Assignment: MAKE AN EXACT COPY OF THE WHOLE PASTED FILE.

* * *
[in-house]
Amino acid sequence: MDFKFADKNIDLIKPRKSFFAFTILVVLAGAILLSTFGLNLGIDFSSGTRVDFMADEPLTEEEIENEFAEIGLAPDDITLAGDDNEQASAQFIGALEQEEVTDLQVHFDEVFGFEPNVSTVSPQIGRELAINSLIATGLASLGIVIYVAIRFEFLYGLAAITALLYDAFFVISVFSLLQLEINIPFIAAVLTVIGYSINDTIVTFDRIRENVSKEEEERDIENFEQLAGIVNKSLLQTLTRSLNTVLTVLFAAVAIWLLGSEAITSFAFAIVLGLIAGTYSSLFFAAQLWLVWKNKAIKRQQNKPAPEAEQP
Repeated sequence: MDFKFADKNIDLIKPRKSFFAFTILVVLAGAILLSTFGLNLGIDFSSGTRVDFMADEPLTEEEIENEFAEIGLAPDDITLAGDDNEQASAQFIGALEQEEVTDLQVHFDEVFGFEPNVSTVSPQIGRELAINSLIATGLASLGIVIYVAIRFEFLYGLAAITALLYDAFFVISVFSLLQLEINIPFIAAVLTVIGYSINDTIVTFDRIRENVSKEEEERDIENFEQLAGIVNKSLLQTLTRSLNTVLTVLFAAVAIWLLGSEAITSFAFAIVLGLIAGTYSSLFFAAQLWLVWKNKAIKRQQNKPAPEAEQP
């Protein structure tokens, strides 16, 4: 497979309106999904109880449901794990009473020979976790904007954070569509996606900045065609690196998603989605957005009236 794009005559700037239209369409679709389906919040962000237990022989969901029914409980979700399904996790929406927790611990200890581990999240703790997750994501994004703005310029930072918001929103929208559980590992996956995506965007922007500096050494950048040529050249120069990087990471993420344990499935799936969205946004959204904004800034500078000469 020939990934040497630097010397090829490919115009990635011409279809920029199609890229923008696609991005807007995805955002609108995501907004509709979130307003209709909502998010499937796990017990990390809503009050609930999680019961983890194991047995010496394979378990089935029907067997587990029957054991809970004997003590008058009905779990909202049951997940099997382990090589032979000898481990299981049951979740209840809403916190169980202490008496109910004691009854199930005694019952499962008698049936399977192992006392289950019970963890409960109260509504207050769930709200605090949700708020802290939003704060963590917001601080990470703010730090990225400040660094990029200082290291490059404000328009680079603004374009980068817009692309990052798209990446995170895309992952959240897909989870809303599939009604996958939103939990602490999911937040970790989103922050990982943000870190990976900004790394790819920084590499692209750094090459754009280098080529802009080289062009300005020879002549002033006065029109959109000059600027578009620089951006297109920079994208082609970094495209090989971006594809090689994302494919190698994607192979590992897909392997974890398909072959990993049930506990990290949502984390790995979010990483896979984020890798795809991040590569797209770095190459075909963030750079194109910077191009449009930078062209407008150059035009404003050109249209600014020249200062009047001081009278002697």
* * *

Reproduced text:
[in-house]
Amino acid sequence: MDFKFADKNIDLIKPRKSFFAFTILVVLAGAILLSTFGLNLGIDFSSGTRVDFMADEPLTEEEIENEFAEIGLAPDDITLAGDDNEQASAQFIGALEQEEVTDLQVHFDEVFGFEPNVSTVSPQIGRELAINSLIATGLASLGIVIYVAIRFEFLYGLAAITALLYDAFFVISVFSLLQLEINIPFIAAVLTVIGYSINDTIVTFDRIRENVSKEEEERDIENFEQLAGIVNKSLLQTLTRSLNTVLTVLFAAVAIWLLGSEAITSFAFAIVLGLIAGTYSSLFFAAQLWLVWKNKAIKRQQNKPAPEAEQP
Repeated sequence: MDFKFADKNIDLIKPRKSFFAFTILVVLAGAILLSTFGLNLGIDFSSGTRVDFMADEPLTEEEIENEFAEIGLAPDDITLAGDDNEQASAQFIGALEQEEVTDLQVHFDEVFGFEPNVSTVSPQIGRELAINSLIATGLASLGIVIYVAIRFEFLYGLAAITALLYDAFFVISVFSLLQLEINIPFIAAVLTVIGYSINDTIVTFDRIRENVSKEEEERDIENFEQLAGIVNKSLLQTLTRSLNTVLTVLFAAVAIWLLGSEAITSFAFAIVLGLIAGTYSSLFFAAQLWLVWKNKAIKRQQNKPAPEAEQP
């Protein structure tokens, strides 16, 4: 497979309106999904109880449901794990009473020979976790904007954070569509996606900045065609690196998603989605957005009236 794009005559700037239209369409679709389906919040962000237990022989969901029914409980979700399904996790929406927790611990200890581990999240703790997750994501994004703005310029930072918001929103929208559980590992996956995506965007922007500096050494950048040529050249120069990087990471993420344990499935799936969205946004959204904004800034500078000469 020939990934040497630097010397090829490919115009990635011409279809920029199609890229923008696609991005807007995805955002609108995501907004509709979130307003209709909502998010499937796990017990990390809503009050609930999680019961983890194991047995010496394979378990089935029907067997587990029957054991809970004997003590008058009905779990909202049951997940099997382990090589032979000898481990299981049951979740209840809403916190169980202490008496109910004691009854199930005694019952499962008698049936399977192992006392289950019970963890409960109260509504207050769930709200605090949700708020802290939003704060963590917001601080990470703010730090990225400040660094990029200082290291490059404000328009680079603004374009980068817009692309990052798209990446995170895309992952959240897909989870809303599939009604996958939103939990602490999911937040970790989103922050990982943000870190990976900004790394790819920084590499692209750094090459754009280098080529802009080289062009300005020879002549002033006065029109959109000059600027578009620089951006297109920079994208082609970094495209090989971006594809090689994302494919190698994607192979590992897909392997974890398909072959990993049930506990990290949502984390790995979010990483896979984020890798795809991040590569797209770095190459075909963030750079194109910077191009449009930078062209407008150059035009404003050109249209600014020249200062009047001081009278002697």